Insulin and glucagon have been separated from elephant fish on a C18-column using a linear acetonitrile gradient at pH 7.65 employing 50 mM ammonium acetate as buffer system (Berks B. C., et al., Biochem. J. 263 261-266 (1989)).
WO 99/52934 discloses a RP-HPLC method for separation of various insulin derivatives, where improved separation between target components and glycosylated, related impurities was achieved by addition of calcium ions. Purification was performed at 22-25° C. using ethanol as the organic solvent, and Tris or Bis-Tris as buffer component in the pH range of approx. 7.0-7.2, that is above the isoelectric point of insulins.
A purification process for insulin including RP-HPLC steps on C18-columns with ethanol as organic elution agent at both low pH using ammonium sulphate buffer and at pH close to neutral using Tris buffer has also been described (Mollerup I. et al., “Insulin purification” in “Encyclopedia of bioprocess technology”, Eds. Flickinger M. C. and Drew S. W., pp 1491-1498, John Wiley&Sons Inc. 1999). Insulin related impurities were removed by these methods. On a C18-column separation has been obtained of iodinated glucagon products using various gradients starting with 40% methanol in water with 10 mM phosphate and triethylamine buffer at pH 3.0, and ending at either 50% of (acetonitrile/0.1 M ammoniumcarbonate, pH 9.0) or ending at 12.5% of (acetonitrile/0.1 M Tris-HCl, pH 9.0) (Rojas F. J. et al., Endo. 113 711-719 (1983)). The glucagon products were separated by this mixed mode RP-HPLC (of both solvents and pH) according to degree of iodination. In addition, the methods were used to separate enzymatic digests of glucagon and iodinated glucagon.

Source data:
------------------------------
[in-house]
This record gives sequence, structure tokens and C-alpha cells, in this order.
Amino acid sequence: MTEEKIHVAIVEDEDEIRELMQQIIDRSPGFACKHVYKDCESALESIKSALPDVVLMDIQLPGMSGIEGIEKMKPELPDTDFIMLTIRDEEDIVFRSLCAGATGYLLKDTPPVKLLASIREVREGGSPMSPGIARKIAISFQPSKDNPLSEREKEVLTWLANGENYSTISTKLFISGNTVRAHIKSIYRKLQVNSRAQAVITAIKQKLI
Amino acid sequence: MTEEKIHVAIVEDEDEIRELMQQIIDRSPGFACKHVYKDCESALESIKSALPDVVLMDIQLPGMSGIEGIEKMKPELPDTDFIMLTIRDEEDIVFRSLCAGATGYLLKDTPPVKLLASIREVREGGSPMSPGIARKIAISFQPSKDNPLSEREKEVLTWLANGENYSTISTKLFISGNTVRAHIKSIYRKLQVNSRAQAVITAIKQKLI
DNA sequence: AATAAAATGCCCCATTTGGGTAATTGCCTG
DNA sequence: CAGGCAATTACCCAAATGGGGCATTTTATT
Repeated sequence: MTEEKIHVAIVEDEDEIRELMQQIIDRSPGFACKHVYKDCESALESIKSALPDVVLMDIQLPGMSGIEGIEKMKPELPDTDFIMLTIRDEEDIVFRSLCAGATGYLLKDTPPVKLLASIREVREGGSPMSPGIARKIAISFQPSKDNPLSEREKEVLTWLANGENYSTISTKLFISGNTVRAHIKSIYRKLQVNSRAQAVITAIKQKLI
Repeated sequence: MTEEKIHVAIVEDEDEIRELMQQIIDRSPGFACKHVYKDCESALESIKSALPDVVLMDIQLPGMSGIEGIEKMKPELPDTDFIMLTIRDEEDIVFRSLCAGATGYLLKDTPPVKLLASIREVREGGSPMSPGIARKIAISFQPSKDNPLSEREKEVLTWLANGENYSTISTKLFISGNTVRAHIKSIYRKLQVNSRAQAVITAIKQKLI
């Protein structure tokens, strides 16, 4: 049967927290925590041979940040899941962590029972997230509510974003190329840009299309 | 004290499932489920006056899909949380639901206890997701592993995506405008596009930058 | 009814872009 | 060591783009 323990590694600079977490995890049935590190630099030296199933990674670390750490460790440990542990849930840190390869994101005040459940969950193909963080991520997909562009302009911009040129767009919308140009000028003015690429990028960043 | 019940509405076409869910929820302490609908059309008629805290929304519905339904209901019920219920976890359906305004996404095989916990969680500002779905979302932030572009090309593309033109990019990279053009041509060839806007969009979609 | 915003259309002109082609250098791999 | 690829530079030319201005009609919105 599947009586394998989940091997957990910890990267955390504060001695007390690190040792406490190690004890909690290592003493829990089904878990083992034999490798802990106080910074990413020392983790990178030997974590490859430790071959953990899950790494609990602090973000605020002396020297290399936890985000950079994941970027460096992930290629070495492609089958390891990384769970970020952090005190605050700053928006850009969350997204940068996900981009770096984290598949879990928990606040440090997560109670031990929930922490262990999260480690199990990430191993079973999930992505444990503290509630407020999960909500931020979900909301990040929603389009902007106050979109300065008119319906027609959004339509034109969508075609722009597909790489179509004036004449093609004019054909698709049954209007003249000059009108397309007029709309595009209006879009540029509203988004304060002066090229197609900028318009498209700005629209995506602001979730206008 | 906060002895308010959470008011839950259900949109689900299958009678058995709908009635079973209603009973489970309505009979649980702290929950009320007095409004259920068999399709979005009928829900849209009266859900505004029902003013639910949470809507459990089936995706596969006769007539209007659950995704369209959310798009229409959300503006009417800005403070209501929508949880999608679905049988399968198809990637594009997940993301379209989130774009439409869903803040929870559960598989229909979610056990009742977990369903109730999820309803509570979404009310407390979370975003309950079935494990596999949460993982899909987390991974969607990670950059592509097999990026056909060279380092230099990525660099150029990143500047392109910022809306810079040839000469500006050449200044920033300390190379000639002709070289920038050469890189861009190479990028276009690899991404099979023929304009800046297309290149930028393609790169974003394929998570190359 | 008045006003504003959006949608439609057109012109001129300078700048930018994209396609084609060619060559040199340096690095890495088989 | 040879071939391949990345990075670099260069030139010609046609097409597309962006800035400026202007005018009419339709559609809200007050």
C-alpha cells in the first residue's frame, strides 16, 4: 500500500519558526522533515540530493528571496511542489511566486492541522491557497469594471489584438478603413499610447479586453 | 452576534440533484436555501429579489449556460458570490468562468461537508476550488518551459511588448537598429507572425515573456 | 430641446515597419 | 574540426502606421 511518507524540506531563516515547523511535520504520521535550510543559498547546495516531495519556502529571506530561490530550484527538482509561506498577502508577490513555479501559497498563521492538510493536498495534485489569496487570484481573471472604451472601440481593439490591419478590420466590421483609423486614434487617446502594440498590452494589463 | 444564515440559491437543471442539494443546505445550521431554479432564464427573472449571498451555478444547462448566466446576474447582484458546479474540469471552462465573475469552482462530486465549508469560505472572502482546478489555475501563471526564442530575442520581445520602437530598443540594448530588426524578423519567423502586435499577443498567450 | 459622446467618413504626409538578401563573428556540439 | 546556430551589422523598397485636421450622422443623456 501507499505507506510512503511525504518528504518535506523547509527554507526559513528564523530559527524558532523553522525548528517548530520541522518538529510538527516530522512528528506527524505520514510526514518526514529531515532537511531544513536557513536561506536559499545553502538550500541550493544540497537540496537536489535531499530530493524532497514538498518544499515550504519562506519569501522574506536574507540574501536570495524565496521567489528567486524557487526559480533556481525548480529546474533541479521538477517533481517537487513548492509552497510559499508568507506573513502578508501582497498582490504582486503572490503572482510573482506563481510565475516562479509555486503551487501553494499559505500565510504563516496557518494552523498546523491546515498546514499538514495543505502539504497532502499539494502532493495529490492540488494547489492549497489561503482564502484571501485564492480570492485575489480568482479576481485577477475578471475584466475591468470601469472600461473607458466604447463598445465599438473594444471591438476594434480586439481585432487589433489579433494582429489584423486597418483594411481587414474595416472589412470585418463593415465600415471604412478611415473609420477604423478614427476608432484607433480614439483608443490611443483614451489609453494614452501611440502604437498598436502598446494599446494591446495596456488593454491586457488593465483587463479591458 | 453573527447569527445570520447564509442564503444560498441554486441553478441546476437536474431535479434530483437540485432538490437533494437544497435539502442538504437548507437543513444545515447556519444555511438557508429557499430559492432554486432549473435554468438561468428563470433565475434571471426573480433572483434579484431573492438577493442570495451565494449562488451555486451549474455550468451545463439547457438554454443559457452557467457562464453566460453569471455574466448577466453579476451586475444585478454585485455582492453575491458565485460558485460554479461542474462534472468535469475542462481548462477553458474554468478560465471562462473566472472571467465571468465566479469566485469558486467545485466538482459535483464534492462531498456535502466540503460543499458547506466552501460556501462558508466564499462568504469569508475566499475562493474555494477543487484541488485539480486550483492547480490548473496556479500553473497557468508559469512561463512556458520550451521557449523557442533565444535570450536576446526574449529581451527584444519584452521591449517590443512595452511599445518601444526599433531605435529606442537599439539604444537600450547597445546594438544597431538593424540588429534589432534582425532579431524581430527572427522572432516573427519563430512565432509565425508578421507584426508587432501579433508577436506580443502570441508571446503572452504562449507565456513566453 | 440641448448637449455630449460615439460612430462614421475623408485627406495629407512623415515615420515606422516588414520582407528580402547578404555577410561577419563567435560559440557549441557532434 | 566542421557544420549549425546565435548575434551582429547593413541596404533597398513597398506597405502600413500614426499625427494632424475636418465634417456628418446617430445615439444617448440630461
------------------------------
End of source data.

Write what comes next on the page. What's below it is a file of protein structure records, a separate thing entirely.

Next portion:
As is the case for many other polypeptides, glucagon-like peptides including analogues and derivatives have been widely purified using RP-HPLC applying a linear gradient of acetonitrile with small amounts of TFA as buffer substance at low pH, that is, below the isoelectric point (pl) of the target polypeptide component. GLP-1 has been isolated from small intestines from two species, pigs and humans (Ørskov C. et al., J. Biol. Chem. 264, 12826-12829 (1989)). Purification was obtained using a linear gradient in an ethanol/TFA system, and additional purification was obtained using an isocratic elution in an acetonitrile/TFA system, both at low pH on a C18-column. The two related GLP-1 forms present (GLP-1 and NH2-terminally extended GLP-1) were not separated by either method.